Indeed 137 is a small number; but it has to be seen in context when discussing raptor persecution. The real question is not how many victims were found; it is – what percentage of victims were found? Most birds of prey are predominately brownish, perfectly camouflaged, a dead body will cover less than 1000 cm2 and they are killed on hundreds of thousands of hectares of land that is predominately brown. The amazing thing is that any are ever found and the true figure must be very, very significantly higher than the number reported. The phrase ‘the tip of the iceberg’ is frequently used when discussing raptor persecution statistics and it is an accurate description of the scale of the crimes against birds of prey. When searching for the victims of persecution the phrase ‘looking for a needle in a haystack’ is appropriate; but in 2020 no one was allowed to look in the haystack. Unlike the individuals who are employed in the game shooting industry, who were allowed free range over the countryside, the general public were confined within our homes. We were oblivious of how high the body count of protected species was becoming.
The negative media coverage criticizing the game shooting industry over recent weeks has, or should have, caused reputational damage to the industry; but does it care? There have been numerous reports of multi-agency, Police led, raids on shooting estates. Mr Phil Davies, the Countryside Alliance representative on the Raptor Persecution Priority Delivery Group [RPPDG], has rightly been removed from the Group following his involvement in a webinar where fox hunters were advised about tactics that they could use to avoid prosecution when conducting illegal hunts. You can read more about this on the Raptor Persecution UK Blog here.
A damning article entitled ‘Reports of raptor killings soared during the U.K.’s lockdown’, published in the National Geographic, a highly respected publication with global reach, focuses on the disgraceful illegal killing of birds of prey on shooting estates during the Covid lockdown period. You can read the full article here, although you will have to share an email address to read it.
Now we have RSPB Birdcrime spotlighting the fact that 137 confirmed cases of raptor persecution, the highest number on record, were reported in 2020. It also highlights the fact that 63% of the birds of prey that were slaughtered were killed on land associated with game shooting and 40% took place on protected landscapes, in our National Parks and in Areas of Outstanding Natural Beauty or their Scottish equivalent.
It is a national disgrace and we all know it, so what response can we expect from the shooting industry in light of this latest report? “Move along, there’s nothing to see here” followed by attacks on the integrity of the RSPB and suggestions that a small amount of persecution is only part of the story, all is well and raptors are thriving. We have heard it all before. It’s as predictable as day follows night.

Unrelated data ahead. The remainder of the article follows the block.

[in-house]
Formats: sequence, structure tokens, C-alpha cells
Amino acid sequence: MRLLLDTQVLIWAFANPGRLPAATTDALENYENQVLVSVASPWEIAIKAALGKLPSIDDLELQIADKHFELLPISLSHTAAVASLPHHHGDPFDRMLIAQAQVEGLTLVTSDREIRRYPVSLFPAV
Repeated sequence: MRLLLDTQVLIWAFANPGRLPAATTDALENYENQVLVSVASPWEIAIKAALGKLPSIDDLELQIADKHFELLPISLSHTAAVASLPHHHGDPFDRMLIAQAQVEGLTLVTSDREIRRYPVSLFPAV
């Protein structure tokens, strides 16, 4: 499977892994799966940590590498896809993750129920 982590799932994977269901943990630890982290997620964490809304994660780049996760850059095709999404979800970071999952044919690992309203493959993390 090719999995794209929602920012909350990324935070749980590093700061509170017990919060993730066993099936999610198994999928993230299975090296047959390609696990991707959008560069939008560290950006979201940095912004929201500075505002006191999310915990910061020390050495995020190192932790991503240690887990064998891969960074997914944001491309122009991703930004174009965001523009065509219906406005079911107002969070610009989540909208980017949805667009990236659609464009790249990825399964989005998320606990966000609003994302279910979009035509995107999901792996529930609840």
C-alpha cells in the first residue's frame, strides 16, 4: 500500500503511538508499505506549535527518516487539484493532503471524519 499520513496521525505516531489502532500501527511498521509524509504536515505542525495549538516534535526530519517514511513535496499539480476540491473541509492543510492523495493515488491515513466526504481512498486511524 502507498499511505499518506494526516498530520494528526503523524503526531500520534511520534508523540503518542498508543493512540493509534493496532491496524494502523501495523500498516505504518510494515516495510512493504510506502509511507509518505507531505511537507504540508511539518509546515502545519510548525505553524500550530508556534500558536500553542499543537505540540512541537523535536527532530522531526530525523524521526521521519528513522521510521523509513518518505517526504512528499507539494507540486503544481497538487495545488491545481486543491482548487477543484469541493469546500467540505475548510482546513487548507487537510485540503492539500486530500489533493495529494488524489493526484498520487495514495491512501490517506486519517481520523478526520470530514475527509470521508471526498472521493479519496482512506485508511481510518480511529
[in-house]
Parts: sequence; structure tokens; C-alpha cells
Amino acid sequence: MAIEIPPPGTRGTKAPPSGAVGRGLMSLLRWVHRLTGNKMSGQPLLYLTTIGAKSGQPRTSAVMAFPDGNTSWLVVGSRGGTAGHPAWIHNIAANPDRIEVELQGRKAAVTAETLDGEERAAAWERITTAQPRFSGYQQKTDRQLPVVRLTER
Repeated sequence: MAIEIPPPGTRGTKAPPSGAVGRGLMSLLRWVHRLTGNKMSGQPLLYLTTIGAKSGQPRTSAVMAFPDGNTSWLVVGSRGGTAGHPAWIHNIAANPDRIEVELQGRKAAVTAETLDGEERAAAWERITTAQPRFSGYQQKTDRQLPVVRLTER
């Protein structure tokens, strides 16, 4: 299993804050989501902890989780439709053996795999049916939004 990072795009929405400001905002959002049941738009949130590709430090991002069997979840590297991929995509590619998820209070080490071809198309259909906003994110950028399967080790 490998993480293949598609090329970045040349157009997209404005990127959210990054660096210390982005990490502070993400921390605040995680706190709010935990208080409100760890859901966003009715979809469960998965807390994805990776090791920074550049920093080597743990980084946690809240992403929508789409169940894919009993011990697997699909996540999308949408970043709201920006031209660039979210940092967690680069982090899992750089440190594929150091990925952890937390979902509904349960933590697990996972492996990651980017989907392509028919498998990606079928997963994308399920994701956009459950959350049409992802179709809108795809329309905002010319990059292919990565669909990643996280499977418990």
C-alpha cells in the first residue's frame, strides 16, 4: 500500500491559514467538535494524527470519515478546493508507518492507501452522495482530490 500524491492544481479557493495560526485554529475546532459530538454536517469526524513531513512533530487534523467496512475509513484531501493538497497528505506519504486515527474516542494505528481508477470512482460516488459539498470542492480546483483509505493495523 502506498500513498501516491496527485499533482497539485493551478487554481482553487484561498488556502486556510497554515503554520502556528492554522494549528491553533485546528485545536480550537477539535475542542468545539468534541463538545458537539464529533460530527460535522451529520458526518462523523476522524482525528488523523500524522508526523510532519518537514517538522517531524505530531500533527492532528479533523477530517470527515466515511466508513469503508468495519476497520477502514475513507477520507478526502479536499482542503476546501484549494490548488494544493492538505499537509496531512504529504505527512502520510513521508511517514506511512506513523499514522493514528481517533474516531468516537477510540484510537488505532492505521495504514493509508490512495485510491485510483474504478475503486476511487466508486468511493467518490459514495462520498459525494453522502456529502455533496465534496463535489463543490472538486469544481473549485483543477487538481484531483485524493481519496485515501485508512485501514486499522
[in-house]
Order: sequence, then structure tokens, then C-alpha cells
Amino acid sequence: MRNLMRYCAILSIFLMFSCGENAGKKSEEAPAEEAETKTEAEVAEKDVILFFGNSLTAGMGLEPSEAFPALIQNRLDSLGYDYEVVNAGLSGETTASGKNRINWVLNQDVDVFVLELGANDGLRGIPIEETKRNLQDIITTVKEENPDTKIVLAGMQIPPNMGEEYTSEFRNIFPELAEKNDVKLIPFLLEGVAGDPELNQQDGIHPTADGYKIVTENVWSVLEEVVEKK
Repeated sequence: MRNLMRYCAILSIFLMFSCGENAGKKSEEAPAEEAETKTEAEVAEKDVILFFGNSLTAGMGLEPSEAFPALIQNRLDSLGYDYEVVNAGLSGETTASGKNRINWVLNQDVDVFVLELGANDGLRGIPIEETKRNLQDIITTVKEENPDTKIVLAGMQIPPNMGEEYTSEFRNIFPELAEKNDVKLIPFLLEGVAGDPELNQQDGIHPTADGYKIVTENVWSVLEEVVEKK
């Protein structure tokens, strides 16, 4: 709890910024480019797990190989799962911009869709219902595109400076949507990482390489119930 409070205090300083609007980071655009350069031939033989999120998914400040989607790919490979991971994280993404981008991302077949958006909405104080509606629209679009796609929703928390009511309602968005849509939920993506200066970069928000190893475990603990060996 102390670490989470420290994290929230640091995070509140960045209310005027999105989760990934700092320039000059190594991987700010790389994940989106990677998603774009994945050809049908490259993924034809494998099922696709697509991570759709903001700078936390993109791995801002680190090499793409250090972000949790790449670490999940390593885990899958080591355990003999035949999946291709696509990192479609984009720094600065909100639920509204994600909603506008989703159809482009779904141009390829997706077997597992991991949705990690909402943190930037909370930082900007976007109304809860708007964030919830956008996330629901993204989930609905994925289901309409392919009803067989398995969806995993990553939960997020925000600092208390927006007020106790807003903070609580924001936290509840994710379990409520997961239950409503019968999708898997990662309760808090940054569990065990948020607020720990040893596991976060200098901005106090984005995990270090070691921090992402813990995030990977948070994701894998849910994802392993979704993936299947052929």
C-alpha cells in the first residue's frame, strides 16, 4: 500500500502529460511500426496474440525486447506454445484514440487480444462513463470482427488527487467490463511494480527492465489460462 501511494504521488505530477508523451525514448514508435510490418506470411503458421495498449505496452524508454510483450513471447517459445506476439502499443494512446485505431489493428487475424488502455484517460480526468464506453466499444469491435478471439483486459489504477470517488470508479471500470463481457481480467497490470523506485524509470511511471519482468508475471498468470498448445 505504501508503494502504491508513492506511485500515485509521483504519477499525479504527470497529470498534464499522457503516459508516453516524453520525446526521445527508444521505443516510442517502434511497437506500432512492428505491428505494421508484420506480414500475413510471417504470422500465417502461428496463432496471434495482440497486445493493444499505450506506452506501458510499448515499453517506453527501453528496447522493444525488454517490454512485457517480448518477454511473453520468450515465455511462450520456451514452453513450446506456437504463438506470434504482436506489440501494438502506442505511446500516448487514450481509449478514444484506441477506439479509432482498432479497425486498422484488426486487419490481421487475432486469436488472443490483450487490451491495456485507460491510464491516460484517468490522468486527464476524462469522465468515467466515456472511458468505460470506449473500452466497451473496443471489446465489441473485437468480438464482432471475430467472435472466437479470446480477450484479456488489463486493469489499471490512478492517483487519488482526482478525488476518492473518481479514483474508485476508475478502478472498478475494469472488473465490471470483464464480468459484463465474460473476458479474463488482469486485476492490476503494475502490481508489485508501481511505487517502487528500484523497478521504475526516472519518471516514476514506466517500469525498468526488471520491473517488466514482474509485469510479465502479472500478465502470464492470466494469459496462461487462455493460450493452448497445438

NERF has been calling for the licensing of the shooting industry, with the licence being applied to the land, not the owners or managers of the land, for several years. Once again we reiterate that call for licensing of shooting estates and it has to be implement without further delay. The public require it and our natural environment deserves it. We know that Government Departments set media alerts for reports such as the National Geographic article, Birdcrime and blogs, including the NERF website. Defra Ministers and Natural England know what is happening to our birds of prey, they know the scale of the problem and they know the causes of the problem; it is persecution by individuals connected with games shooting. The RSPB report identifies the fact that of the 186 individuals convicted of raptor persecution 66% were gamekeepers and a further 6% were also connected to the game shooting industry. The Government has published its own data which confirms these facts. How much more evidence do Ministers need before they take meaningful action?
The Government also knows that land management practices on upland shooting estates, which includes heather burning, adds to global warming and destroys countless reptiles, amphibians, the eggs of early ground nesting birds, kills billons of insects, which is the primary food source for upland birds, and leads to increased downstream flooding. Having had these facts reinforced, again, with these latest reports will Defra Ministers and Natural England grasp this nettle with both hands and actually do something about it rather than tinkering around the edges with schemes such as Hen Harrier Brood Management and the ludicrous Hen Harrier Southern Re-introduction proposal. They might; but regrettably the chances of that happening are next to nil under the current Government and we are all the worse off for that.
In theory the Wildlife and Countryside Act provides all of the protection that raptors require. In reality it is inadequate because it fails at the compliance and enforcement stages. It is time for a change of emphasis, a change in enforcement strategy and sentencing guidelines; changes that will actually protect our iconic birds of prey are long overdue. They, and you, deserve nothing less.
If you have information in respect of any bird related crime please contact the RSPB’s confidential hotline on 0300 999 0101
This is part of a wider Natural England project to define the Favourable Conservations Status (FCS) of various habitats and species in England at which they might be considered to be “thriving”. The project aims to set aspirational levels for species’ populations and habitat conditions that will inform and guide decision makers to help achieve and sustain favourable status. These analyses are based on ecological evidence and the expertise of specialist groups.